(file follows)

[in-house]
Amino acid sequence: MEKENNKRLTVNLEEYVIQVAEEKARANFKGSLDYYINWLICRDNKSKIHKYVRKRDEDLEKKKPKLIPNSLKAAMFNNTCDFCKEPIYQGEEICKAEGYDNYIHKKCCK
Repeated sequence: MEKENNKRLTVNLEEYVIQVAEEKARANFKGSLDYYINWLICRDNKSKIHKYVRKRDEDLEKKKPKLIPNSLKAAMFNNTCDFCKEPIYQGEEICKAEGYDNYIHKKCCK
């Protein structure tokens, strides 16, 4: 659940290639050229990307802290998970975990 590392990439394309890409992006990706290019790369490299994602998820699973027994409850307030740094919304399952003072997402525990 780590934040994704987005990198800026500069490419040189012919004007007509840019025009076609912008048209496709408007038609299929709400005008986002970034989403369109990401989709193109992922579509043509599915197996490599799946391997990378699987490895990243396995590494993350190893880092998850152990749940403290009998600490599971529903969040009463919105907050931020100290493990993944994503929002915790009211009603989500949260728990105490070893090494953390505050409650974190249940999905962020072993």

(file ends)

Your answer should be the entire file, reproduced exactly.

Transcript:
[in-house]
Amino acid sequence: MEKENNKRLTVNLEEYVIQVAEEKARANFKGSLDYYINWLICRDNKSKIHKYVRKRDEDLEKKKPKLIPNSLKAAMFNNTCDFCKEPIYQGEEICKAEGYDNYIHKKCCK
Repeated sequence: MEKENNKRLTVNLEEYVIQVAEEKARANFKGSLDYYINWLICRDNKSKIHKYVRKRDEDLEKKKPKLIPNSLKAAMFNNTCDFCKEPIYQGEEICKAEGYDNYIHKKCCK
């Protein structure tokens, strides 16, 4: 659940290639050229990307802290998970975990 590392990439394309890409992006990706290019790369490299994602998820699973027994409850307030740094919304399952003072997402525990 780590934040994704987005990198800026500069490419040189012919004007007509840019025009076609912008048209496709408007038609299929709400005008986002970034989403369109990401989709193109992922579509043509599915197996490599799946391997990378699987490895990243396995590494993350190893880092998850152990749940403290009998600490599971529903969040009463919105907050931020100290493990993944994503929002915790009211009603989500949260728990105490070893090494953390505050409650974190249940999905962020072993």